Visiting Bishkek, US Under Secretary of State for Political Affairs William 
Burns told a July 12 press conference that this was entirely a matter for 

“Any step that strengthens the sovereignty, independence and security of 
Kyrgyzstan is a sensible one,” he said. 

The issue of a second Russian base might have had more resonance earlier in the 
year, when it seemed the Kyrgyz authorities were about to evict the Americans 
from their air base outside Bishkek, However, in early July a new agreement was 
signed under which the base is re-designated as a freight transit hub but 
basically stays in place. (See US Base in Kyrgyzstan Renamed but Remains, RCA 
No. 581, 26-Jun-09.) 

Timur Toktonaliev is an IWPR-trained journalist in Kyrgyzstan. 

**** www.iwpr.net 

REPORTING CENTRAL ASIA provides the international community with a unique 
insiders' perspective on the region. Using our network of local journalists, 
the service publishes news and analysis from across Central Asia on a weekly 

The service forms part of IWPR's Central Asia Project based in Almaty, Bishkek, 
Tashkent and London, which supports media development and encourages better 
local and international understanding of the region.

IWPR's Reporting Central Asia is supported by the UK Community Fund. The 
service is published online in English and Russian. 

The opinions expressed in Reporting Central Asia are those of the authors and 
do not necessarily represent those of the publication or of IWPR.

REPORTING CENTRAL ASIA: Editor-in-Chief: Anthony Borden; Managing Editor: Yigal 
Chazan; Senior Editor and Acting Central Asia Director: John MacLeod; Central 
Asia Editor: Saule Mukhametrakhimova.

IWPR PROJECT DEVELOPMENT AND SUPPORT: Executive Director: Anthony Borden; Head 
of Programmes: Niall MacKay; Head of Strategy: Mike Day.

**** www.iwpr.net 

IWPR is an international network of four organisations which are governed by 
boards of senior journalists, peace-building experts, regional specialists and 
business professionals.

IWPR builds democracy at the frontlines of conflict and change through the 
power of professional journalism. IWPR programmes provide intensive hands-on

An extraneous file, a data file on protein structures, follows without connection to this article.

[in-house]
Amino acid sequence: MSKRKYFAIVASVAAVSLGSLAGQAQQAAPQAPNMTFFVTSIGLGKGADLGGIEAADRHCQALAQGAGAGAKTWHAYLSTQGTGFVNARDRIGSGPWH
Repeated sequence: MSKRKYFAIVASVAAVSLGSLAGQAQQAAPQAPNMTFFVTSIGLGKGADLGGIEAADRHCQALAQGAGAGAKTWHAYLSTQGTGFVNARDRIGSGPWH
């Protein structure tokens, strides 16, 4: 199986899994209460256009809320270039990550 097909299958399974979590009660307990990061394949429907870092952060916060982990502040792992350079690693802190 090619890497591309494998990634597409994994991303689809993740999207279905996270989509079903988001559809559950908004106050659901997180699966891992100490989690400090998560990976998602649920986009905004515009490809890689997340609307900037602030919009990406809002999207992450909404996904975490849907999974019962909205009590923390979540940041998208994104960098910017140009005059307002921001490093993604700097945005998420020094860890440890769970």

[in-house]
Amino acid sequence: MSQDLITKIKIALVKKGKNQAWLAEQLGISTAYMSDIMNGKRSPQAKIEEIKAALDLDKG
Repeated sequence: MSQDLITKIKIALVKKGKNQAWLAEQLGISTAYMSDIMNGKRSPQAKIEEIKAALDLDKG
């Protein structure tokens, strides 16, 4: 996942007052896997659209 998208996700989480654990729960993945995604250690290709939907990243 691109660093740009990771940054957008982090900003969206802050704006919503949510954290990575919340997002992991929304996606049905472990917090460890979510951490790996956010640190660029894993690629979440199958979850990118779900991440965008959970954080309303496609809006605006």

training, extensive reporting and publishing, and ambitious initiatives to 
build the capacity of local media. Supporting peace-building, development and 
the rule of law, IWPR gives responsible local media a voice.

IWPR - Africa, P.O. Box 3317, Johannesburg 2121
Tel: +2 711 268 6077

IWPR - Europe, 48 Gray’s Inn Road, London WC1X 8LT, UK
Tel: +44 20 7831 1030

IWPR – United States, 1325 G Street, NW, Suite 500, Washington, DC 20005, 
United States
Tel: +1 202 449 7717

1515 Broadway, 11th Floor, New York, New York 10036, United States
Tel: +1 202 903 1073

Stichting IWPR Nederland, Eisenhowerlaan 77 K, 2517 KK Den Haag, The Netherlands
Tel: +31 70 338 9016

For further details on this project and other information services and media 
programmes, go to: www.iwpr.net 

ISSN: 1477-7924 Copyright © 2009 The Institute for War & Peace Reporting 

**** www.iwpr.net 

If you wish to change your subscription details or unsubscribe please go to:  

This electronic mail message and any attached files are intended solely for the 
named recipients and may contain confidential and proprietary business 
information of the Institute for War & Peace Reporting (IWPR) and its 
affiliates. If you are not the named addressee, you should not disseminate, 
distribute or copy this e-mail.

Institute for War & Peace Reporting. 48 Gray's Inn Road, London WC1X 8LT, UK. 
Registered with charitable status in the United Kingdom (charity reg. no: 
1027201, company reg. no: 2744185); the United States under IRS Section 
501(c)(3);  The Netherlands as a charitable foundation; and South Africa under 
Section 21.

Reply via email to